Pimp My Tweet

This week, I received a direct message on twitter from a non-profit agency telling me about their grand opening and then ended the message with “please RT”.

(Now, before I go on, I must tell you that I formerly worked for a non-profit and I actually believe in the work this particular charity does. This post has nothing to do with the work of this organization, just the approach they used to publicize it.)

However, something about the message just struck me the wrong way. While I do follow this organization on Twitter, they have never interacted with me before and vice versa. The immediate plea for help without any prior conversation just didn’t sit well with me. So, I let it sit.

It wasn’t long before I started to see other local folks begin to retweet the information from the charity. A number of the tweets were from media outlets and local reporters. I have to admit, I was very surprised to see people, especially media folks, share the information as I’m betting they were messaged out of the blue just like I was.

This approach reminds me of the old mantra from the public relations world — build the relationship before you pitch. In social media circles, the same message seems to hold true — talk first, ask second.

So, why did this work? I have to admit, I’m puzzled. The cold contact in traditional media often falls on deaf years, but perhaps this approach has merit in social media land. Or, maybe people simply felt compelled to share in this particular instance because it was a charity doing the asking.

Am I’m completely missing the boat here by not pimping my wares by begging people to RT my stuff? Somehow, I don’t think so. But, it’s always possible I’m wrong.

What do you think about this tactic? Why do you think it worked? I would love to know your thoughts. Let’s get a good discussion going in the comments.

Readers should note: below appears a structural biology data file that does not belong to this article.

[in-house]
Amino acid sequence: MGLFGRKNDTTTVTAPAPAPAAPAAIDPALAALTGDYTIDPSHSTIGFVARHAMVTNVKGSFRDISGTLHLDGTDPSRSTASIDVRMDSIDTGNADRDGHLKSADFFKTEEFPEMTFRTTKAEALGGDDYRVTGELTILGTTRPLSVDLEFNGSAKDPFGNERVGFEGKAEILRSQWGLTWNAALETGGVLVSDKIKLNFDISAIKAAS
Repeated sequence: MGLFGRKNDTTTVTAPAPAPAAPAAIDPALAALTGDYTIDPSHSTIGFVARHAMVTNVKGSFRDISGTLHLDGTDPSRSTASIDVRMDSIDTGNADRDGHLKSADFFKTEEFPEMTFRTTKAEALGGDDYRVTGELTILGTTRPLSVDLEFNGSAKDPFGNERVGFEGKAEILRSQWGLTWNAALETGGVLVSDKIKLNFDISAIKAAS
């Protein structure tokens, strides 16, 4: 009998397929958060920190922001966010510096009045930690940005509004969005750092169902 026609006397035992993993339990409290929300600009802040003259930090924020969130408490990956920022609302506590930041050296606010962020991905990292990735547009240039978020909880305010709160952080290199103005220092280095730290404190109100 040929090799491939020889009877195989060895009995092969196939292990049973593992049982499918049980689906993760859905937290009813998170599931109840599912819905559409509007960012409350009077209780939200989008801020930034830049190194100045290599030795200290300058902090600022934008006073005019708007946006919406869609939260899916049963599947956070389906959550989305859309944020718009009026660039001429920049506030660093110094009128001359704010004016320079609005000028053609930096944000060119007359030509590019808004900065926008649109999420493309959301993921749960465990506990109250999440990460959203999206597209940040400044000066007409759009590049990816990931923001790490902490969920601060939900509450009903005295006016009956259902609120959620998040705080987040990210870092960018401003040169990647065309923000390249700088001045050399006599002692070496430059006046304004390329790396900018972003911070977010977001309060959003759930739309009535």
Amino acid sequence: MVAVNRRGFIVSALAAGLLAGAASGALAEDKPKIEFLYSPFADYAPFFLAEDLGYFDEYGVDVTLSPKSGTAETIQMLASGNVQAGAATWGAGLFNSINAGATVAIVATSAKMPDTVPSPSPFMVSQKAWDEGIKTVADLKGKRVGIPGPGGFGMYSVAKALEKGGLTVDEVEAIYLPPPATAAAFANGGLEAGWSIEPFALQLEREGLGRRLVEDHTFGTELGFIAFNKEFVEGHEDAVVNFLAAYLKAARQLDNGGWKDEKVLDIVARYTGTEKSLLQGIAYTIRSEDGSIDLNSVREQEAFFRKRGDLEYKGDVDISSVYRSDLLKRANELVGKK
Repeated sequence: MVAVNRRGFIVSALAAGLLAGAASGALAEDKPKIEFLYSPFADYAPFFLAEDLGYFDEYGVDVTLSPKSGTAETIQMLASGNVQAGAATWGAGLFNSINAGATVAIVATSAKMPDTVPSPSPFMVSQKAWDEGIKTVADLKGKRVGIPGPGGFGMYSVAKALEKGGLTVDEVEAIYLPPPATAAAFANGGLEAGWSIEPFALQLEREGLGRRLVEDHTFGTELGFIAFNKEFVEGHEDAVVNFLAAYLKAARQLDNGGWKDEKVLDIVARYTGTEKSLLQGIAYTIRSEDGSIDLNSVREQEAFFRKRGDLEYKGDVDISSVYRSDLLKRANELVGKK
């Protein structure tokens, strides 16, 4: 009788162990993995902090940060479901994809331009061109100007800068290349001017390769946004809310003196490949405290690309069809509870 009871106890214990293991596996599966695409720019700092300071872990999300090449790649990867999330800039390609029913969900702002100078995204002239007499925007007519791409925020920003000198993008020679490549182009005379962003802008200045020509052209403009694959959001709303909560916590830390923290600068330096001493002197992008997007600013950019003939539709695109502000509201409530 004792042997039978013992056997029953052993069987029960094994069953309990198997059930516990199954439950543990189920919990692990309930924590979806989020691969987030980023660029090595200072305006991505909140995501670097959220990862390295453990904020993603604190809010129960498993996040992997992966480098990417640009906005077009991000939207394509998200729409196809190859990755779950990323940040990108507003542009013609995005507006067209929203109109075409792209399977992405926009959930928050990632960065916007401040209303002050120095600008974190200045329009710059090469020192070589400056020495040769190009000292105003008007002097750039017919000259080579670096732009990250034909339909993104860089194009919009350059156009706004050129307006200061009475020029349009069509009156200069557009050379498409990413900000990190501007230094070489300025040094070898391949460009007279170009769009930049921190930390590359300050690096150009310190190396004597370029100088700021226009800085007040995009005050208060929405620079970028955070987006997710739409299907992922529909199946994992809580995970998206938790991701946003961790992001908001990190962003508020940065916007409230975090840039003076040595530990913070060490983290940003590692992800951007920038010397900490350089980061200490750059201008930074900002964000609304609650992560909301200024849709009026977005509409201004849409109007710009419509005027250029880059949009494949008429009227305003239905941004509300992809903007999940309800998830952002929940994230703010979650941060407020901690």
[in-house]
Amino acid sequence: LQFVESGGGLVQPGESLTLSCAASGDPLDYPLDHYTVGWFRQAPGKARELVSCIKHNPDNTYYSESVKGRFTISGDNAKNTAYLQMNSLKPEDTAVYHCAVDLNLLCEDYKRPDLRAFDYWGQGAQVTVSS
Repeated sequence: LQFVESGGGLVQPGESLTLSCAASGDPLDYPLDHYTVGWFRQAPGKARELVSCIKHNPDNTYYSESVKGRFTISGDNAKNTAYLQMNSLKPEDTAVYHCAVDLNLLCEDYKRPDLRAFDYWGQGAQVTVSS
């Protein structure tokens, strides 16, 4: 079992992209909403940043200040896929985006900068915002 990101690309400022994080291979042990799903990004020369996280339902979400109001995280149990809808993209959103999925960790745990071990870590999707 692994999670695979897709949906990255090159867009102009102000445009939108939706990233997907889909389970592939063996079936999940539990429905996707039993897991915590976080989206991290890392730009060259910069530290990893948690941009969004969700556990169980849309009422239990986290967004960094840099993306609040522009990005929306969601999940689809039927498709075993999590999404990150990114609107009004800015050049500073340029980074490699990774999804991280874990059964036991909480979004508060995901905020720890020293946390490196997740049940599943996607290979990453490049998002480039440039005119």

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Laura Click

Laura Click is brand strategist, speaker, podcaster and the founder of Blue Kite. Learn more about Laura and her work at Blue Kite.

7 replies on “Pimp My Tweet”

Laura, I think the fact it was a known charity probably made for the RTs. Even from people who had the same kind of relationship with the organization as you did, being that it was a charitable organization the effect may be different than it had been say, a used car salesmen.

I have to admit I would probably have done the same. I would be miffed if some one who never spoke with me through twitter or any other way for that matter asked me for help out of the blue however, I think if it was a charity I knew was legit I would probably RT their tweet.

Just my two cents.

Thanks for weighing in, Nathan! Yes, you make a good point. I have a soft spot for charities and I love to see them succeed. That’s why I felt really conflicted about it. However, it makes me wonder, is this unwritten “rule” not to direct message pitch people is just something that is known to social media enthusiasts and not the average user? Are we overreacting to a natural way to reach out to people?